President Bush said Tuesday he would not allow the weekend's protests against a possible war in Iraq change U.S. policy toward the government of Saddam Hussein.
After sometimes-difficult negotiations, the leaders of fifteen European nations issued a firmly worded statement warning Iraq it had one "last chance" to disarm peacefully.
The top United Nations weapons inspectors reported to the Security Council Friday that they have made progress in their efforts to disarm Iraq, but that major issues remained.
The standoff between the United States and three close European allies continued Thursday as Belgium, Germany and France repeated their rejection of a U.S. request that NATO prepare to defend Turkey against a potential Iraqi attack.
Afghan officials and U.S. military officers differ on the number of casualties resulting from American bombing raids in a mountainous area of southern Afghanistan where U.S. special forces have been hunting suspected Taliban militants since Monday.
NASA Administrator Sean O'Keefe on Wednesday told a congressional committee that he could not yet determine what caused the space shuttle Columbia to break up during re-entry on Feb. 1, but said investigation efforts are continuing.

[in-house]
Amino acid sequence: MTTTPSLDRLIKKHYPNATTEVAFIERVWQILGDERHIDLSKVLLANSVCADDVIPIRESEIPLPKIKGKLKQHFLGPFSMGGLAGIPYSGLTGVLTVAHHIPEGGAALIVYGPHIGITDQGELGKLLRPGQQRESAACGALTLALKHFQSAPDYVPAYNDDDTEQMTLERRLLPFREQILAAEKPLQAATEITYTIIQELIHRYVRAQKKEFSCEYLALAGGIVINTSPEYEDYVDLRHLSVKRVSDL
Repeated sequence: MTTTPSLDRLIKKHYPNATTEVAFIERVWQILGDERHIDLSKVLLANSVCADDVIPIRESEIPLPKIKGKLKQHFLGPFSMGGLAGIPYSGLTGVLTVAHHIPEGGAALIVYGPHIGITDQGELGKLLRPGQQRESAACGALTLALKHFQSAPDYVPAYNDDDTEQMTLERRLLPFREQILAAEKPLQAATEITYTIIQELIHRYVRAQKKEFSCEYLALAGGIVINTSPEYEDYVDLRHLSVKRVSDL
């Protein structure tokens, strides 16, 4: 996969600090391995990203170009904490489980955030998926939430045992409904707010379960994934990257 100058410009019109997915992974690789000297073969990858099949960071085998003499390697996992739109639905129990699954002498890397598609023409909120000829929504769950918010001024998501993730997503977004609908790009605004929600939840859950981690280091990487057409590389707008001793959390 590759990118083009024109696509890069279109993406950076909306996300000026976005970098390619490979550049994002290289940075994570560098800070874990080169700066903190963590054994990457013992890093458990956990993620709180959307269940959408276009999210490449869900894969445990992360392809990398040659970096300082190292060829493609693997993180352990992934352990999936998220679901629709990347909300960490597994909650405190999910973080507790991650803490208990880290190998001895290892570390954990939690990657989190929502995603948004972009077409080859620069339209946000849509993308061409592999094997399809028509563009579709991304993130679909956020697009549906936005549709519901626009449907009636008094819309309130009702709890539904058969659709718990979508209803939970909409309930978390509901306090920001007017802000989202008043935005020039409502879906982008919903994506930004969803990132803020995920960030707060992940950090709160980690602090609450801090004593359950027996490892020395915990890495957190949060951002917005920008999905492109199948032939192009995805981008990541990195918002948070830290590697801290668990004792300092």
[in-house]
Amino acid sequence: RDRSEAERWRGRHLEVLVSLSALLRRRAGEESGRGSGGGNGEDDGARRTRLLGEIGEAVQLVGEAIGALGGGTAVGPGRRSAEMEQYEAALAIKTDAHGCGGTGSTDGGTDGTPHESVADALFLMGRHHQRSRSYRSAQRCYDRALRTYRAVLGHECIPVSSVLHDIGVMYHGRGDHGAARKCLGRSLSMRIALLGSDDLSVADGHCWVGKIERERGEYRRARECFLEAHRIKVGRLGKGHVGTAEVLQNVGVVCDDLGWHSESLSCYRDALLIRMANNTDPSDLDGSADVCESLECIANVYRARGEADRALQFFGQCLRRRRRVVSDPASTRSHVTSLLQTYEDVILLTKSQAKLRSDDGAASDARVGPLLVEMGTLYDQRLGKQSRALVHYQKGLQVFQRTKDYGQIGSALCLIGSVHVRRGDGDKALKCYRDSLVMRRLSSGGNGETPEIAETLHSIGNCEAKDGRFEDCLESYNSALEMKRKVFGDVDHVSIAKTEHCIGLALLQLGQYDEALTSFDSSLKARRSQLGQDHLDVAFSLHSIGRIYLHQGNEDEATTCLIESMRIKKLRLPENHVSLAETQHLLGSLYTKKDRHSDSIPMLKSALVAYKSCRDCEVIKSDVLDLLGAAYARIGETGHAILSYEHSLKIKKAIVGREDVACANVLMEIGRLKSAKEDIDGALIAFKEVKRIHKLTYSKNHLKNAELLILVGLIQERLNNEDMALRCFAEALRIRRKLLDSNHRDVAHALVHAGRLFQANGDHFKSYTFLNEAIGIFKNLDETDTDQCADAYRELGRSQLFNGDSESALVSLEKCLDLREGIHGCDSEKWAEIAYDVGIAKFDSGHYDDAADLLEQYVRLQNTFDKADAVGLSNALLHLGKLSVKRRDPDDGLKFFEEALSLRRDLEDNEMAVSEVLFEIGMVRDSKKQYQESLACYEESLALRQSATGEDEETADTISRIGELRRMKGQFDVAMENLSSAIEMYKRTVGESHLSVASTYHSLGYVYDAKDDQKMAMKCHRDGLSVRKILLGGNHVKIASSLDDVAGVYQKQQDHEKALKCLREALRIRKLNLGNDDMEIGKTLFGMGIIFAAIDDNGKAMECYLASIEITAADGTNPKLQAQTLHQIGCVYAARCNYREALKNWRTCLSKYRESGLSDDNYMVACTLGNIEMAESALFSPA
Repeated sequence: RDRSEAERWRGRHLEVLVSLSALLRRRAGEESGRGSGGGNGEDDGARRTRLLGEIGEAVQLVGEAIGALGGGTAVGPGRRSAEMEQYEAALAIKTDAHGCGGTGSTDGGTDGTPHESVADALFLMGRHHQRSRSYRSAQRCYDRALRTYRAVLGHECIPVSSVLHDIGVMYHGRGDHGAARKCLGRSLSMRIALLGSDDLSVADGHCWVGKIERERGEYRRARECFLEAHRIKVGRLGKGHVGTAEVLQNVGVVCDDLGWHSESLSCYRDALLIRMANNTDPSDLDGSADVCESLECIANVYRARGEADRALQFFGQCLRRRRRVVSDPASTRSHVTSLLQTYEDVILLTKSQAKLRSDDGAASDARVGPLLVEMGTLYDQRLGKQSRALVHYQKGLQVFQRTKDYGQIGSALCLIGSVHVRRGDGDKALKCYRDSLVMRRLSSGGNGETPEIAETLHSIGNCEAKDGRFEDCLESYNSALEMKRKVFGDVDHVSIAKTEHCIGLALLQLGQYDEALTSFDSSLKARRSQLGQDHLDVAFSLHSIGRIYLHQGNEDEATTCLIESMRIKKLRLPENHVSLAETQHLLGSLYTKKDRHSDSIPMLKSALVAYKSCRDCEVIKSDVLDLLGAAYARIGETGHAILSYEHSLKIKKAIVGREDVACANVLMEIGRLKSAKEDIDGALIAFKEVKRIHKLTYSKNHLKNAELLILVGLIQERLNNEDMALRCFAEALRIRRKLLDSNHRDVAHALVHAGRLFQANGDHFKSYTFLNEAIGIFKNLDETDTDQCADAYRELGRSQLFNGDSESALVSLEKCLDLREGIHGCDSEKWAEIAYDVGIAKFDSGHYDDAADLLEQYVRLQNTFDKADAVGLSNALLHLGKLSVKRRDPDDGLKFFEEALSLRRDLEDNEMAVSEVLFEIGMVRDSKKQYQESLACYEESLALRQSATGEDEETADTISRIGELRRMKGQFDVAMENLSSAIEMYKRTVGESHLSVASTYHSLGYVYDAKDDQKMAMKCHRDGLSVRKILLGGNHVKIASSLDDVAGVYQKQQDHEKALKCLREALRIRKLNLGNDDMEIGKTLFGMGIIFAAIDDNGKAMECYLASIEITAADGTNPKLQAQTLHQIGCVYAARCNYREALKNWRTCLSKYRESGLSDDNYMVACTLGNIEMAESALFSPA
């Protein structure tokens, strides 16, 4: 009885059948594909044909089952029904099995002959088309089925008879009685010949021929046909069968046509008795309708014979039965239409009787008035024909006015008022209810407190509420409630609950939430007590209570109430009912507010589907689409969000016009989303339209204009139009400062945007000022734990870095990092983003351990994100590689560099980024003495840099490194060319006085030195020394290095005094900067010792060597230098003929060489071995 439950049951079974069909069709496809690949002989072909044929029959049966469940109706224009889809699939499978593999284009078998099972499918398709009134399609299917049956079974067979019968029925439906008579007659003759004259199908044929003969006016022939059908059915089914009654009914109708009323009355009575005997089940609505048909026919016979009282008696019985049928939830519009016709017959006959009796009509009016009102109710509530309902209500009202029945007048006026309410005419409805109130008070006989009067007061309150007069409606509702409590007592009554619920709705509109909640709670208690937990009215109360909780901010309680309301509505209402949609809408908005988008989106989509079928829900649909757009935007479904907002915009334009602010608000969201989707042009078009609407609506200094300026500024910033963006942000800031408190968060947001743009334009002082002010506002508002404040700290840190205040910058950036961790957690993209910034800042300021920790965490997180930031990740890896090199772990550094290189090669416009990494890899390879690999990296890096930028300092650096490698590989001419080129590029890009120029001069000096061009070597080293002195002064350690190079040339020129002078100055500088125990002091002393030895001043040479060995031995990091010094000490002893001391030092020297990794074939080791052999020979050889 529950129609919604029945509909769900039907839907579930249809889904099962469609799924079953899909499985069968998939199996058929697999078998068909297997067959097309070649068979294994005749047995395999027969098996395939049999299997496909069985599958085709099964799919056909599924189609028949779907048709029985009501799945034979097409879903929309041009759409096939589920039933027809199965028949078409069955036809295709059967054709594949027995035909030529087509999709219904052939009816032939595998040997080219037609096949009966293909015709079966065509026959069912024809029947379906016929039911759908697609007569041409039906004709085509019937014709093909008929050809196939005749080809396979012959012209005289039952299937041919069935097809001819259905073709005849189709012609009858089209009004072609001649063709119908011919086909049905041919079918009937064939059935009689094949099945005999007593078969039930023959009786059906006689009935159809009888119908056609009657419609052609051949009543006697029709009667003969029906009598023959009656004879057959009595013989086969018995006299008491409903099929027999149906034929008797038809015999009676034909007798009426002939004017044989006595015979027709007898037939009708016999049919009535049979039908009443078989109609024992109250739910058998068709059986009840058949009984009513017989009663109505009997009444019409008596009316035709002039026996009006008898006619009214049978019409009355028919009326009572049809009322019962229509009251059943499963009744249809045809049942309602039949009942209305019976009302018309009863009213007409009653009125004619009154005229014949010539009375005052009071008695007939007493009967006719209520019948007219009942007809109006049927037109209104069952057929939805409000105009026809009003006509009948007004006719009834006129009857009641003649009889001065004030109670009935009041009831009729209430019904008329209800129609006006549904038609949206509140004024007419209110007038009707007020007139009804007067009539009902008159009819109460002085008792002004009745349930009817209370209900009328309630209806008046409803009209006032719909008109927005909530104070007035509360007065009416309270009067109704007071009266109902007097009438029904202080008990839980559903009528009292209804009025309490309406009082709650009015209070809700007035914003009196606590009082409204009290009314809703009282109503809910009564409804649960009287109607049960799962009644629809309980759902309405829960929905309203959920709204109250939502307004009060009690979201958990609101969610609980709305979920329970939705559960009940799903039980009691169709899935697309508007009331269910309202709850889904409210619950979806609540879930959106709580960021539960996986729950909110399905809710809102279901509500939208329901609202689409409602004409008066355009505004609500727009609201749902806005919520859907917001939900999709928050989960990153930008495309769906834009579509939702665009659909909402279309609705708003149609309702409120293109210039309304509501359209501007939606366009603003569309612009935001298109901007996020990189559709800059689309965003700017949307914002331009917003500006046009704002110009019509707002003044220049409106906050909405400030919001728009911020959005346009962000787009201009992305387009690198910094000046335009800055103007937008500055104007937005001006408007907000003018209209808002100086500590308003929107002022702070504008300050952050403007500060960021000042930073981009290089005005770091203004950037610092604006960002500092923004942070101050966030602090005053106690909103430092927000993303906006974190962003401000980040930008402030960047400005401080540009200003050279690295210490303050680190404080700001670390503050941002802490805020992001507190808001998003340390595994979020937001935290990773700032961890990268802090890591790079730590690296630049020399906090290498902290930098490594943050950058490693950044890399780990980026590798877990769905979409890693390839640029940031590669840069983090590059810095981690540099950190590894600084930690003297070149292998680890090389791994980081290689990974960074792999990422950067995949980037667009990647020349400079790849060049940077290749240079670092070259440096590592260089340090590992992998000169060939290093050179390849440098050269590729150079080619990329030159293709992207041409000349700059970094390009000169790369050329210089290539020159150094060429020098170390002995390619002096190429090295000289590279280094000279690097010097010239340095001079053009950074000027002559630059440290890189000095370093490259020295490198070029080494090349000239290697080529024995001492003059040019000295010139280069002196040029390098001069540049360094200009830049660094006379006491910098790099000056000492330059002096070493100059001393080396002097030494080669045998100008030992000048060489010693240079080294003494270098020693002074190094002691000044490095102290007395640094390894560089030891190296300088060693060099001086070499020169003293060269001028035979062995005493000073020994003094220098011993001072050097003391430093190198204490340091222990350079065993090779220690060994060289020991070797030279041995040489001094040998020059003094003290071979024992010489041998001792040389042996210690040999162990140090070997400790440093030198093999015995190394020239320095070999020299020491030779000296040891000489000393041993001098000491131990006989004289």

The United Nations' nuclear watchdog agency declared North Korea in breach of international nuclear safeguards on Wednesday and referred the issue to the United Nations Security Council.
Texas' highest criminal court on Wednesday rejected the PBS Frontline program's request to videotape jury deliberation of a death penalty trial of a minor.
An audiotaped statement, purportedly from al-Qaida terror network leader Osama bin Laden, urged Muslims to mount suicide attacks against the United States and warned of a U.S. attack on Iraq.
The heads of the FBI and CIA reported to Congress that al-Qaida, the loosely defined terrorist network headed by Saudi exile Osama bin Laden, remains a potent enemy, bent on launching further attacks on American targets domestically and overseas.
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